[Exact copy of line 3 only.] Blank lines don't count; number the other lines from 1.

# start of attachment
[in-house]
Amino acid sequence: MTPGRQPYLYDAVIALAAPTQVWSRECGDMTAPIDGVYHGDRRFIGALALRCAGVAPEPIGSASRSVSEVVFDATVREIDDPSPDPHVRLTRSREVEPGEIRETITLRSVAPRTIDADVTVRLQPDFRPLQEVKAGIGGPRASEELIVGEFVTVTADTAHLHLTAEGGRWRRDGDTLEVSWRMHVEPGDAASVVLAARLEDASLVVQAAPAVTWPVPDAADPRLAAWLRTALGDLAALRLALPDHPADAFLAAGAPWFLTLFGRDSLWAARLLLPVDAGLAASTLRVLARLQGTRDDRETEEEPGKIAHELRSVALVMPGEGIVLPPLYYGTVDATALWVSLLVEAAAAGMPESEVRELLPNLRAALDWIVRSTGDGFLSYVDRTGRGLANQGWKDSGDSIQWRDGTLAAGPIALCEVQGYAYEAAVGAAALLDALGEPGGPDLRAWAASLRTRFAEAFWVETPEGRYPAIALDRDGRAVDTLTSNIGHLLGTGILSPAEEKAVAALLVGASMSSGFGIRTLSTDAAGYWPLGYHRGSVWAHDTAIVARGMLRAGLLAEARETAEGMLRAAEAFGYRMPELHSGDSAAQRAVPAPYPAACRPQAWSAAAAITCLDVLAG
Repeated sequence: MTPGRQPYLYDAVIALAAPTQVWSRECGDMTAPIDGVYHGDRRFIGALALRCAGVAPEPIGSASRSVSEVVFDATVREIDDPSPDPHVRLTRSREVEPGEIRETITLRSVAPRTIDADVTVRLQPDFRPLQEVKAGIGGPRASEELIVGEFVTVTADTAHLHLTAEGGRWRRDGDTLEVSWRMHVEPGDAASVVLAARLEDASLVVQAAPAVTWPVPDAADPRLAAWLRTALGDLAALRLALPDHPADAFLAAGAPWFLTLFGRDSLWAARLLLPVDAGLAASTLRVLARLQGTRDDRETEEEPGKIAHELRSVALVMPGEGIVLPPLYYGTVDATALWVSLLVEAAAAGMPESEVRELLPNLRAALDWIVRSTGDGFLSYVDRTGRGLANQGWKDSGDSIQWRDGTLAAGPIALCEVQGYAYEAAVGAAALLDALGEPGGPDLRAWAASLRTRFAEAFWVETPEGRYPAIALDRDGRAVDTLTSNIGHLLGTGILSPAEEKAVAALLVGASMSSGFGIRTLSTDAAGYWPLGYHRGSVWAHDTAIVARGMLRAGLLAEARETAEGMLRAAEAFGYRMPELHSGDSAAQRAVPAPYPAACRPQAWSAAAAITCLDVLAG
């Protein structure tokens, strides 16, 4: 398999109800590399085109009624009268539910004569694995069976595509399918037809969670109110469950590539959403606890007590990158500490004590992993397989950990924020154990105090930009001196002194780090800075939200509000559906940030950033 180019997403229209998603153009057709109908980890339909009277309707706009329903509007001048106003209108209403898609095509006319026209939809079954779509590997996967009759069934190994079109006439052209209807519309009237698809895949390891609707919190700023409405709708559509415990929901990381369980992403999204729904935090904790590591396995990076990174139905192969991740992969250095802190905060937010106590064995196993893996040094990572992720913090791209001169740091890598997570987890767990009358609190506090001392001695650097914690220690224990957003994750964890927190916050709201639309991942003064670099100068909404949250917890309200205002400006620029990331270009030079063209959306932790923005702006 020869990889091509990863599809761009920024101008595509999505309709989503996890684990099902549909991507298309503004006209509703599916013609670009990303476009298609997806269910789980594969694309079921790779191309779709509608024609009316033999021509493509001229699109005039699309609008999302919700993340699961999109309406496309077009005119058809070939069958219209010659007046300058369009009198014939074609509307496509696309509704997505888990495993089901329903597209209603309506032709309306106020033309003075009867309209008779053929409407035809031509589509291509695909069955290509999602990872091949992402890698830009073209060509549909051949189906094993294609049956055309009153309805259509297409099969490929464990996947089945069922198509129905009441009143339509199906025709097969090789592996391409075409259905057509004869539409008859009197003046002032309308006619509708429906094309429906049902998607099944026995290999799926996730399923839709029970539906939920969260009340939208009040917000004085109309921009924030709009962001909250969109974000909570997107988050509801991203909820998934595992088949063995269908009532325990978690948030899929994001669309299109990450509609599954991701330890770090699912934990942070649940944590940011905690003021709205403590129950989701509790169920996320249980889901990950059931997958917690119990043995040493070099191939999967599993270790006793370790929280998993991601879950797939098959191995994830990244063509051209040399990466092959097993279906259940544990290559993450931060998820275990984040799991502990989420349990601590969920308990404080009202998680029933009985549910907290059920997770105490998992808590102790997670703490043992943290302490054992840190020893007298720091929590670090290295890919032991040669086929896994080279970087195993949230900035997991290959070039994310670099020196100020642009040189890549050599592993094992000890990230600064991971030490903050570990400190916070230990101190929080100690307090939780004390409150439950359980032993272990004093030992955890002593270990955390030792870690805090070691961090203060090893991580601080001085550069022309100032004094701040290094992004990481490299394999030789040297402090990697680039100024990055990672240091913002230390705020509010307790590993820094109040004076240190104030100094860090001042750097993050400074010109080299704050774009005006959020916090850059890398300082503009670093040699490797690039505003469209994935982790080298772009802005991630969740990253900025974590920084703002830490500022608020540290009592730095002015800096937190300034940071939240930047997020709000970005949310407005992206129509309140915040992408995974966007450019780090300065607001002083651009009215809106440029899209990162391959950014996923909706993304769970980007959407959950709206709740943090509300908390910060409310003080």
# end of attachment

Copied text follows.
Repeated sequence: MTPGRQPYLYDAVIALAAPTQVWSRECGDMTAPIDGVYHGDRRFIGALALRCAGVAPEPIGSASRSVSEVVFDATVREIDDPSPDPHVRLTRSREVEPGEIRETITLRSVAPRTIDADVTVRLQPDFRPLQEVKAGIGGPRASEELIVGEFVTVTADTAHLHLTAEGGRWRRDGDTLEVSWRMHVEPGDAASVVLAARLEDASLVVQAAPAVTWPVPDAADPRLAAWLRTALGDLAALRLALPDHPADAFLAAGAPWFLTLFGRDSLWAARLLLPVDAGLAASTLRVLARLQGTRDDRETEEEPGKIAHELRSVALVMPGEGIVLPPLYYGTVDATALWVSLLVEAAAAGMPESEVRELLPNLRAALDWIVRSTGDGFLSYVDRTGRGLANQGWKDSGDSIQWRDGTLAAGPIALCEVQGYAYEAAVGAAALLDALGEPGGPDLRAWAASLRTRFAEAFWVETPEGRYPAIALDRDGRAVDTLTSNIGHLLGTGILSPAEEKAVAALLVGASMSSGFGIRTLSTDAAGYWPLGYHRGSVWAHDTAIVARGMLRAGLLAEARETAEGMLRAAEAFGYRMPELHSGDSAAQRAVPAPYPAACRPQAWSAAAAITCLDVLAG